CARDIFF’S Cancer Research UK superstore was officially opened by six-year-old kidney cancer survivor, Darcy Stone, earlier today.
The superstore is the biggest Cancer Research UK shop in Wales and the charity’s second largest store in the UK.
Located on Newport Road, the 8,000sq ft store is more than eight times the size of a traditional Cancer Research UK shop and all the profits will fund the charity’s life-saving research.
Darcy from Rhiwbina was delighted to be asked to open the store as shopping is one of her favourite hobbies, alongside playing football and dancing.
Her mum, Ruth, a play worker for Cardiff Council, said Darcy’s diagnosis was a huge shock for the family.
“Darcy was diagnosed two weeks before her third birthday,” said Ruth.
“We had been camping in the May half term and that’s when I noticed a lump on the side of her body.
“She had to have a scan at Noah’s Ark Hospital to check the lump and that’s when we were told it was Wilms tumour.”
Wilms tumour is a type of kidney cancer that mainly affects children. Around 85 children are diagnosed with a Wilms’ tumour each year in the UK. *
Ruth, 41, said: “It was a very big whirlwind for us.
“Apart from the lump on her side, Darcy didn’t have any symptoms at all.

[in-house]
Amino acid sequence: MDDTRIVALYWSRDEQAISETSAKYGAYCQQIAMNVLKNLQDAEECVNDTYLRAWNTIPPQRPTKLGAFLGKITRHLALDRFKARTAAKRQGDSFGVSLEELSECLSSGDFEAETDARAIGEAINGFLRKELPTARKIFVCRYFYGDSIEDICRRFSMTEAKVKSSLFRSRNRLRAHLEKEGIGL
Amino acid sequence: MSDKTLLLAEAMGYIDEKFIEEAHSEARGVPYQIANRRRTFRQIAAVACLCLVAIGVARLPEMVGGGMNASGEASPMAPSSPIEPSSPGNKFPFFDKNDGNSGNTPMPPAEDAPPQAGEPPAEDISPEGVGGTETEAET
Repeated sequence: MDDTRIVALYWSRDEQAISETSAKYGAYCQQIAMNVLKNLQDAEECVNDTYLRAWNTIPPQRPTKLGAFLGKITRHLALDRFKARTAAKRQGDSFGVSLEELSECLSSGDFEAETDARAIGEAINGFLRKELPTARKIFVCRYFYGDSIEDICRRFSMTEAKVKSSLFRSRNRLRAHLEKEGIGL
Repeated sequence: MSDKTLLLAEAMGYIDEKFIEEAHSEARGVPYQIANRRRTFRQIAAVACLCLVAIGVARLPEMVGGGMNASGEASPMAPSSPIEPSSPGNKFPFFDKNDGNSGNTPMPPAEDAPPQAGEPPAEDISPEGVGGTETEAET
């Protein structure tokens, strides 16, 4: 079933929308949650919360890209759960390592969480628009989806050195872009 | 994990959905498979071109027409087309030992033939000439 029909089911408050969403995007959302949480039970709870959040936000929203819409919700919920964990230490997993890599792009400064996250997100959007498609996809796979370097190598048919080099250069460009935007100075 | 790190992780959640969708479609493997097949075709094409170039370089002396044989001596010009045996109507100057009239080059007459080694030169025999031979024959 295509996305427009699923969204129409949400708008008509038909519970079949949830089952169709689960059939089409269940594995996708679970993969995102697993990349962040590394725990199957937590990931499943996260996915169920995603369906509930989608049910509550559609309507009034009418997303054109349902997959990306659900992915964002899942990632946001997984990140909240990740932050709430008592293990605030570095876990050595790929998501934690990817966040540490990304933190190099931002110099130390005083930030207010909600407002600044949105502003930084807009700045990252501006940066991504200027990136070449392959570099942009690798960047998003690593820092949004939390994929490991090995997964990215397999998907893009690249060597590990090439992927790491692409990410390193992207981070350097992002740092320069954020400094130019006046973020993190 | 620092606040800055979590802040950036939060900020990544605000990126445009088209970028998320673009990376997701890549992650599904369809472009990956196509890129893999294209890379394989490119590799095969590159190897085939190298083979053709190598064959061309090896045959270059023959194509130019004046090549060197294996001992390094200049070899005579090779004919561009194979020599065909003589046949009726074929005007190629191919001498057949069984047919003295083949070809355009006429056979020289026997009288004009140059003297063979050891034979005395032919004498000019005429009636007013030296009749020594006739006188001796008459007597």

“It was very surreal. We had a healthy child one week, and a week later she was having chemo.”
Darcy, a pupil at Rhiwbina Primary School, had surgery to remove the kidney containing the 10cm tumour before having five weeks of chemotherapy.
Darcy needed a scan every three months to check the cancer hadn’t returned to her remaining kidney. Thankfully, the scans have recently come to an end as Darcy has now been cancer-free for more than three years.
Ruth said: “Darcy was so amazing throughout all her treatment. I think she found losing her hair the hardest part.
“I sometimes feel the parents deal with it worse than the children who are so resilient. For Darcy, she was young enough that she has thankfully forgotten a lot of what she went through. We met so many other brave children on the cancer ward.”
Opening the store is especially poignant for the family due to the progress research has made to kidney cancer treatment.
“If Darcy had been born 30 years ago the outcome may have been very different,” said Ruth. “If we can fund more research, even more lives like Darcy’s will be saved as a result.”
Queues of people were entertained by a choir from Moorland Primary School before Darcy cut the ribbon alongside mum Ruth, her dad, Ian, and her older brother Dylan.
Cancer survival in the UK has doubled since the 1970s and Cancer Research UK’s work has been at the heart of that progress. But more funds and supporters are needed to bring forward the day when all cancers are cured.
The store, in City Link Retail Park, has a huge selection of items at discount. Clothing, homeware, books, toys and electrical goods are all priced at £3 or less, with higher value items – such as furniture – identified with a golden ticket.
Every day around 52 people are diagnosed with cancer in Wales*. Money raised from the store will go towards funding Cancer Research UK’s work to help more men, women and children survive the disease.